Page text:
Worldwide, the highest concentration of people with the surname Jack are found in New Zealand, the United Kingdom, Australia, Canada, and the United States. By state, the largest percentile of those with the surname Jack live in Maine, Massachusetts, New Hampshire, New York, and Pennsylvania.
There are numerous people of note with the surname Jack. Sir Roy Emile Jack was a cabinet minister to the Prime Minister of New Zealand as well as having served in the New Zealand Parliament. For his government service, he was knighted in 1970.
James Julian Bennett Jack is a noted physiologist from New Zealand. He was a Rhodes Scholar at Magdalen College, Oxford where he also became part of the faculty.
In early American history, the surname of Jackson, played a pivotal role in the future of transitioning from Colonial rule to self rule. Most notably of President Andrew Jackson of South Carolina. The Jackson family had immigrated from Ireland during the colonial period. President Jackson was born during the colonial era and during the revolutionary war was captured by British forces when he was a courier carrying messages between military commands. He was tortured for information he possessed. His rough treatment instilled a lifelong hatred of all things British. Jackson also led American forces at the Battle of New Orleans in the war of 1812. Due to lucky weather conditions, and his overall generalship, Britain suffered one of her worst defeats in their overseas colonial history. His fame as a general helped him later in his life to become the seventh US President.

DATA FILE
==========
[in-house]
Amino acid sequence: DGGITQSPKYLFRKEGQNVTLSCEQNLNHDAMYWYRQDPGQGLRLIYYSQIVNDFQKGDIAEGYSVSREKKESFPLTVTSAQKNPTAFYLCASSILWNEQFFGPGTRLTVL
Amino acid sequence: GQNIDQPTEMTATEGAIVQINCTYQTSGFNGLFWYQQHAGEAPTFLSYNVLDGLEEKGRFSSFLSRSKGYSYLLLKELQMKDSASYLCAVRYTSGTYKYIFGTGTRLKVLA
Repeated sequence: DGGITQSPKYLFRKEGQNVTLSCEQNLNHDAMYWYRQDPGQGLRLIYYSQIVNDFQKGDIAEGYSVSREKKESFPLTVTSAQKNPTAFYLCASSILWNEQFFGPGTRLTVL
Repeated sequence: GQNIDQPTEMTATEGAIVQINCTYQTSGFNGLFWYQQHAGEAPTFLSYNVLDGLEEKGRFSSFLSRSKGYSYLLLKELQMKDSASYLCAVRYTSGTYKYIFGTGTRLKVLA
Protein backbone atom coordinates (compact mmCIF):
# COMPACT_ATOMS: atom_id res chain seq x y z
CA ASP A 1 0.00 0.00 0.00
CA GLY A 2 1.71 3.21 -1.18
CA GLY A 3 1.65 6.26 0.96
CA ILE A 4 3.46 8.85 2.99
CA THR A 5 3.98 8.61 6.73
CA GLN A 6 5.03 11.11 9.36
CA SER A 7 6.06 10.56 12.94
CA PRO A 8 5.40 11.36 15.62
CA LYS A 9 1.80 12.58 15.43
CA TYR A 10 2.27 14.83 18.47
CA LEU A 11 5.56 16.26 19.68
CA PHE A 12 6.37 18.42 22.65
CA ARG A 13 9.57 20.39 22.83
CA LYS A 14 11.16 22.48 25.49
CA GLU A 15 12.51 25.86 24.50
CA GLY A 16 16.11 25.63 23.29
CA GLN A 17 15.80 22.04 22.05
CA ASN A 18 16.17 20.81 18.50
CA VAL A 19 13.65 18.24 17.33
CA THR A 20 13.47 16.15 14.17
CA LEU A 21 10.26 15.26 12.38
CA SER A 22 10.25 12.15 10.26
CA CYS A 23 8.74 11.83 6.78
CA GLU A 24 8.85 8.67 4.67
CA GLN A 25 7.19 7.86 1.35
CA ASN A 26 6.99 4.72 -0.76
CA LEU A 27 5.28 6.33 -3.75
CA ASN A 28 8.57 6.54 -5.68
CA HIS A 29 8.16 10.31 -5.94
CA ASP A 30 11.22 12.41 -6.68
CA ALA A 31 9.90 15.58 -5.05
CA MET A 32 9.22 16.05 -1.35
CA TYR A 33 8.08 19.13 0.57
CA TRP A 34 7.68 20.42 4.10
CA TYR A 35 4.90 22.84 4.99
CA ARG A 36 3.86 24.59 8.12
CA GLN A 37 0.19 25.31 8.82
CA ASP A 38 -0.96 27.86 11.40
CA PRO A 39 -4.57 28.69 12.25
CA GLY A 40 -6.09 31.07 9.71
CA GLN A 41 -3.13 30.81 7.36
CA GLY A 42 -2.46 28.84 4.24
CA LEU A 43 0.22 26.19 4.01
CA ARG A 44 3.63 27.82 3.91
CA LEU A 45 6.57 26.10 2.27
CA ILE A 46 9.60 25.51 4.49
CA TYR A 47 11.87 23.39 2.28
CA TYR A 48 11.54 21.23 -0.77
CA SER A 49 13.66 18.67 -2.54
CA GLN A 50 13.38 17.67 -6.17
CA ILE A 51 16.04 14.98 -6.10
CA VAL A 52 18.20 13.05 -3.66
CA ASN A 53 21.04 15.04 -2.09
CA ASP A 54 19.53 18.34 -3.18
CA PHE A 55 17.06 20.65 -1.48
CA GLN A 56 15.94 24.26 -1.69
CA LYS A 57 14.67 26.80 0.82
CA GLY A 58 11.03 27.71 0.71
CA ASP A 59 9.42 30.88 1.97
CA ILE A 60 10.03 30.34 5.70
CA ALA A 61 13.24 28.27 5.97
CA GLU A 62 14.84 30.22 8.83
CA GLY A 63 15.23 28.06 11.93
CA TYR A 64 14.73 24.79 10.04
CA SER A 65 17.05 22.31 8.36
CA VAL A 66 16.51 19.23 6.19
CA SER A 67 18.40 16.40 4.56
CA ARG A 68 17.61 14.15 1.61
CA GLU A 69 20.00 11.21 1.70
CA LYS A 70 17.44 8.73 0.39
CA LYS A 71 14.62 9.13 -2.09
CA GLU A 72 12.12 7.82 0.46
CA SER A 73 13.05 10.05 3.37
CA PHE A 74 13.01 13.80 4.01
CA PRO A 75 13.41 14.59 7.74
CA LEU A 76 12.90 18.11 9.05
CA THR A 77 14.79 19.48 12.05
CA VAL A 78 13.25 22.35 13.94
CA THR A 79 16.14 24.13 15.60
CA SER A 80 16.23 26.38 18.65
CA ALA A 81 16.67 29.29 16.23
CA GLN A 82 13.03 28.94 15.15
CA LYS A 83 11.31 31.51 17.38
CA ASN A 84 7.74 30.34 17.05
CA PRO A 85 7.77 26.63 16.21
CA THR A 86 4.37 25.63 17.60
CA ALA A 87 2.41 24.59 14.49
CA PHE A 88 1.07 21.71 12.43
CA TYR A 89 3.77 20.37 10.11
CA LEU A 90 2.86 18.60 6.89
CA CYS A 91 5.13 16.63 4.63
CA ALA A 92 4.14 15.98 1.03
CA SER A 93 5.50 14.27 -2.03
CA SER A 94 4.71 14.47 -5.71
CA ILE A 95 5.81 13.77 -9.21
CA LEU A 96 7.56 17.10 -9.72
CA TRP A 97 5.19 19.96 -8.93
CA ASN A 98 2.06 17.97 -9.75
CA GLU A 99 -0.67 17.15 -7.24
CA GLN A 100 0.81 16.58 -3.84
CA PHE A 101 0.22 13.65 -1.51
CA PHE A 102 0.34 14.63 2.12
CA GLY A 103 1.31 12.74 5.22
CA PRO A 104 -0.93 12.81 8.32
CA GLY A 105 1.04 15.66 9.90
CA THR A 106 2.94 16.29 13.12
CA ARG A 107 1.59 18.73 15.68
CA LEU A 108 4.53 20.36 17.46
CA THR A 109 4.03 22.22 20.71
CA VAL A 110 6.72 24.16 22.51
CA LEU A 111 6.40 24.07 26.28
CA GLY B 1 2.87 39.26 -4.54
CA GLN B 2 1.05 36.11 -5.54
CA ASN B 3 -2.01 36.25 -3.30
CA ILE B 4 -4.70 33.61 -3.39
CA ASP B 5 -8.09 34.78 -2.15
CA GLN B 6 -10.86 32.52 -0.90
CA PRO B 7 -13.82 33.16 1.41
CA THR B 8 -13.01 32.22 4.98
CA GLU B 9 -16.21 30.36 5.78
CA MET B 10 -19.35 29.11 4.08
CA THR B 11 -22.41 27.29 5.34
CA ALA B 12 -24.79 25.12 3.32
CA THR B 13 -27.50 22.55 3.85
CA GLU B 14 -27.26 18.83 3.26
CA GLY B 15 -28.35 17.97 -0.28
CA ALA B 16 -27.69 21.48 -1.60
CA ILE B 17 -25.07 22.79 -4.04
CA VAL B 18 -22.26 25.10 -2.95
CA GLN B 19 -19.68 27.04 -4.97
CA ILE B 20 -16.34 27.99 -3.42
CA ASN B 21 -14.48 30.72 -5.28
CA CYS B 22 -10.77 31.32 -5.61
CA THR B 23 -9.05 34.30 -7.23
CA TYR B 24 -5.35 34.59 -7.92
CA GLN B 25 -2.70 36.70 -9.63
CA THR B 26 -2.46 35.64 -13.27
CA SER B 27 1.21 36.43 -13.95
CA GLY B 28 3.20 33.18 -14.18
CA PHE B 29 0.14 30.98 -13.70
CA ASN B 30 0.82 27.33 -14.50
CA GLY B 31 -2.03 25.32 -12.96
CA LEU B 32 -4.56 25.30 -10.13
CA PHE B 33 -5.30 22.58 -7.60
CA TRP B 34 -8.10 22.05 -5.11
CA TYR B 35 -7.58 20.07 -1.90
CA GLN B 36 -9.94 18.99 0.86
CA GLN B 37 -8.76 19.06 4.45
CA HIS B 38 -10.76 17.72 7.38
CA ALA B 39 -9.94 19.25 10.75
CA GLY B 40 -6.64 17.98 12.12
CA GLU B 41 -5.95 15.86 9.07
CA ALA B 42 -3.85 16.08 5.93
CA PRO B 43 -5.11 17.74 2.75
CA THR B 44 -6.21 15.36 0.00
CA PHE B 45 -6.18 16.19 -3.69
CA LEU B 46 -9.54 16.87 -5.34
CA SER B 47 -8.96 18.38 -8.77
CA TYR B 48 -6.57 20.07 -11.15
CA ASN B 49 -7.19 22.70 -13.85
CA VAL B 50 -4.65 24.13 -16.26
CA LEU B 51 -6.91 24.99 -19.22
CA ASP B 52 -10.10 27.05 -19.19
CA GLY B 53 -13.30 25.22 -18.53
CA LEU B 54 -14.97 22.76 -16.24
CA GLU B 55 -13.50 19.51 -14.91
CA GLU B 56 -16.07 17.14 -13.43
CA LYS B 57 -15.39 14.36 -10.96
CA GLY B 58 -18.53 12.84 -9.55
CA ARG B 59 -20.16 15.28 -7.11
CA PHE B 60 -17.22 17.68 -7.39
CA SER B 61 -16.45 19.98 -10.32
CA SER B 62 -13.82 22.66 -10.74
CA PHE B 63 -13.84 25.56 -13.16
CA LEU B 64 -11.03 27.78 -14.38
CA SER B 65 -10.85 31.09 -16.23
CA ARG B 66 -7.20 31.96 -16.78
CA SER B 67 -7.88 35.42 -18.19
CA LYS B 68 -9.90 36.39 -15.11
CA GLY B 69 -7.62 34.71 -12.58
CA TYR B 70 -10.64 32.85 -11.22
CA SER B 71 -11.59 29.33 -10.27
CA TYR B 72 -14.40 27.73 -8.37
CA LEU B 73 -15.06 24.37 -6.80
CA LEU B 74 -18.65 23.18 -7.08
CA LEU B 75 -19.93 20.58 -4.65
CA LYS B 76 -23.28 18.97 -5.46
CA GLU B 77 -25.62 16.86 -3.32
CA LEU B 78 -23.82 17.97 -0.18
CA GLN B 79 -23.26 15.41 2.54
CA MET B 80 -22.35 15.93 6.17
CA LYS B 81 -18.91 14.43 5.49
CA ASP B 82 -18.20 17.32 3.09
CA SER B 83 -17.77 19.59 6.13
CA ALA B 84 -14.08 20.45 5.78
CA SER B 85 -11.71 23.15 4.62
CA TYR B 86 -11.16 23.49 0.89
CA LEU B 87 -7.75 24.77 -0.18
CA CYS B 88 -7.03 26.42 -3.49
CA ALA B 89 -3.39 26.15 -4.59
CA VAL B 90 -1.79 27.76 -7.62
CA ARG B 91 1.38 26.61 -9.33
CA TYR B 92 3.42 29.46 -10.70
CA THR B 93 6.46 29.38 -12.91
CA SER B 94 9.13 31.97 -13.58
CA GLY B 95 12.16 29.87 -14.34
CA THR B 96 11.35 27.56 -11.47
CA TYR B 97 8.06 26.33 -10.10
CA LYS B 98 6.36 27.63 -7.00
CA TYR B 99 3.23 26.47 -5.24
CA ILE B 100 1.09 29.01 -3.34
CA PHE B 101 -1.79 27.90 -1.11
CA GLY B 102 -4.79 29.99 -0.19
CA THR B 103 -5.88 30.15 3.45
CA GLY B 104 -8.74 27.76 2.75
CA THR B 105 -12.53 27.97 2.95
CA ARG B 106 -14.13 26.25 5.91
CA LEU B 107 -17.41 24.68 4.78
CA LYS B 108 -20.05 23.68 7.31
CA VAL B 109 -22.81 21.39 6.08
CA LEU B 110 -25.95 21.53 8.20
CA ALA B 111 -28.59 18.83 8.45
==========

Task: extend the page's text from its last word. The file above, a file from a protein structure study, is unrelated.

Jack Coat of Arms Meaning